Jet Bomber in the Eye
One of our faithful readers who goes by "Grampz" was a WB-47
pilot, who took these bombers into typhoons even though the aircraft
designers (Boeing) said those jet engines would "flame out" in the heavy rain,
and the wings could snap off...
There were no rules for flying a jet airplane into a
tropical storm so we made it up as we went along, and then
they wrote the book based on our method of operation. Sort of on
the job training, which was scary as heck in a bird with flexible wings
capable of scribing a 32-foot arc at the wing tips. What does the
tech order say? "Don't fly into a thunderstorm". Try flying into a
deluge of super-cooled water at 30,000 feet and see what it does to a
jet engine and airframe when it instantly turns to ice.
I'll tell you what the water in the wall cloud did to (6) jet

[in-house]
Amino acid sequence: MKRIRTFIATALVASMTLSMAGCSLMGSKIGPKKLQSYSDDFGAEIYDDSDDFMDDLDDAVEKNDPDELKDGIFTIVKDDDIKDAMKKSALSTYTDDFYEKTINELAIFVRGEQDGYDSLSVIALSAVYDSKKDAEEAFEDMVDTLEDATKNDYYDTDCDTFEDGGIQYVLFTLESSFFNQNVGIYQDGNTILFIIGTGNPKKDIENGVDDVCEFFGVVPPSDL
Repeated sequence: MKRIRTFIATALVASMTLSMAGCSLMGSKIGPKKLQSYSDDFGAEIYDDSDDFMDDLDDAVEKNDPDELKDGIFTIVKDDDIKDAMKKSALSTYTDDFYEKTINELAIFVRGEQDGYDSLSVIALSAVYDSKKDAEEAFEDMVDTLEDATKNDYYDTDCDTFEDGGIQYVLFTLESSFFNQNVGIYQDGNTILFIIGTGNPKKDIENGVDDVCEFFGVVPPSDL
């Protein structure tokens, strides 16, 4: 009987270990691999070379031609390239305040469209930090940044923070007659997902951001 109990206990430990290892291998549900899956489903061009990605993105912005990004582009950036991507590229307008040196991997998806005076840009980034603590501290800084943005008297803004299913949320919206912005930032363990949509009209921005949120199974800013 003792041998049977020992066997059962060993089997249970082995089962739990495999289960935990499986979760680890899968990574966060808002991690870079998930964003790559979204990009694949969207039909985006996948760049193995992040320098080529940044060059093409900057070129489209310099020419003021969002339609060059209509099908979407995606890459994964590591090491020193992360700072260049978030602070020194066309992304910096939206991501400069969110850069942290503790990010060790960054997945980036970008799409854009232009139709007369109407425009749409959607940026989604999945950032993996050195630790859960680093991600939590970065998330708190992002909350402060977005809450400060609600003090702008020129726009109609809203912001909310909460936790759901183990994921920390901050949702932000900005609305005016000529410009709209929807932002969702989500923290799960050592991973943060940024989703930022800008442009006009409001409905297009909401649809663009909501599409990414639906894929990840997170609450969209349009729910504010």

engines: as we penetrated the wall cloud and got into heavy water,
the entire engine instrument panel would do violent gyrations with engine
rpms and engine exhaust temps fluctuating wildly -- pretty scary!
Never could figure out why the water didn't put the fires out, but it
And how about this one?....... we were moving thru the wall cloud so fast
that we actually would build up a bow wave on the windscreen, just like a
motor boat. I believe that the short amount of time that we actually
spent in the wall cloud itself was the saving grace. We'll never
know, but I'm here to tell about it.
The author spent several years flying B-47s for the Strategic Air
Command, then moved into the weather version of the aircraft (WB-47) from 1963-1969,
with the 55WRS and 9WRW (California),
53WRS (Puerto Rico), 54WRS (Guam), 56WRS (Japan), 57WRS (Hawaii), and Det 2, 57WRS
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